“I’ve done nine marathons now and I still feel like I’m learning with each one,” adds the Steve Vernon-coached athlete. “That’s what I love about the distance and it’s exciting to me. There’s always room for improvement.
“I’ve had to work hard on different things – not just the training but also nutrition and the mental approach as well – and that’s why I’m maybe showing I’m a little bit more consistent now.
“But, then again, it’s still the marathon and anything can happen on the day so I’m prepared for that, too.”
British men in London
Jonny Mellor PB 2:10:03
Mo Aadan PB 2:12:20
Joshua Griffiths PB 2:13:11
Charlie Hulson PB 2:13:34
Andrew Davies PB 2:14:36
Weynay Ghebreselassie PB 2:17:26
Matthew Leach PB 2:17:38
Josh Lunn PB 2:17:59
Dan Nash PB 2:18:51
Ross Skelton PB 2:19:21
Doug Musson debut
Jamie Crowe debut
Phil Sesemann debut
Qualifying marks for upcoming major champs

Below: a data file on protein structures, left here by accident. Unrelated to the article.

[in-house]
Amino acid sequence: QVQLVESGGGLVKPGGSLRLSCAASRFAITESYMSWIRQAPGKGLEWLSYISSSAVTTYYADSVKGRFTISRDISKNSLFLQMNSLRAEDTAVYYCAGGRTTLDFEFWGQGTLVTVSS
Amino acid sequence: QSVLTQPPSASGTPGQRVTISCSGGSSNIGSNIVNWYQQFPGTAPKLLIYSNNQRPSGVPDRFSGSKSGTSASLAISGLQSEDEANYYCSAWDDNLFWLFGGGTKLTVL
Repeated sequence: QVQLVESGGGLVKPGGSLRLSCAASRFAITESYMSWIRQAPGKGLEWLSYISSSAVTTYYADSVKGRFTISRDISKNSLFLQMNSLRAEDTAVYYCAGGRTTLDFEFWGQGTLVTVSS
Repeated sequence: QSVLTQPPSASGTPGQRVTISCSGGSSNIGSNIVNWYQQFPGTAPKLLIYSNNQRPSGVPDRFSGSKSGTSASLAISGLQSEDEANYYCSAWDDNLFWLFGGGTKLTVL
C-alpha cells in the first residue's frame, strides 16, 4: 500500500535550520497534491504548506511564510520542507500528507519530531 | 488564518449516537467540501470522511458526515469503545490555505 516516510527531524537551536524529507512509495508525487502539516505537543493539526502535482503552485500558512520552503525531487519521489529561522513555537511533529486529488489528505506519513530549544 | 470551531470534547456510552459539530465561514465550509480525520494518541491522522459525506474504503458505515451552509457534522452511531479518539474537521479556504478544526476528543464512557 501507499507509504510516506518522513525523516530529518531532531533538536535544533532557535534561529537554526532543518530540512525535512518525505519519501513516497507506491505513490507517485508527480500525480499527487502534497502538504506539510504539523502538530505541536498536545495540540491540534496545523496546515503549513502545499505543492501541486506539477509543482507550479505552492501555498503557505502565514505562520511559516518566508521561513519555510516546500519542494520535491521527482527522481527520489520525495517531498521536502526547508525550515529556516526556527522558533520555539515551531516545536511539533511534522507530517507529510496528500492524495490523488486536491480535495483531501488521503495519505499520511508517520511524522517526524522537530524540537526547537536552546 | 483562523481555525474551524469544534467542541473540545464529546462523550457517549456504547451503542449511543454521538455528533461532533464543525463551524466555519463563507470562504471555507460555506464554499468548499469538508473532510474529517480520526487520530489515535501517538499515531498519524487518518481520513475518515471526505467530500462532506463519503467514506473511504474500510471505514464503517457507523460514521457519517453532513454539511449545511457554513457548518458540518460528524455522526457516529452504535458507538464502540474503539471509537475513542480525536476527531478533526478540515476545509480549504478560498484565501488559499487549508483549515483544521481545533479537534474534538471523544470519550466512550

As ever with the marathon, it’s not just about who finishes first. There will be a number of subplots to keep an eye on over the coming months and races, with major championships qualifying standards – at the World Championships, Commonwealth Games and European Championships – to aim for.
First come the World Championships and the British Athletics selection criteria states: “The first eligible British athlete at the 2021 London Marathon will automatically be selected, provided they have achieved at least one qualification standard by the end of the British Athletics qualification period January 1, 2021 – February 28 2022.”
British Athletics World Championships standard: Men – 2:11:30; Women – 2:29:30
European Championships standard: Men – 2:14:30; Women – 2:32:00
England Commonwealth Games standard: Men – 2:14:00; Women – 2:34:00
Scotland Commonwealth Games standard: Men – 2:15:12; Women – 2:36:49
Wales Commonwealth Games standard: Men – 2:15:30; Women – 2:35:30
Northern Ireland Commonwealth Games standard: Men – 2:13:00; Women – 2:32:00
» This article first appeared in the September issue of AW magazine, which you can buy here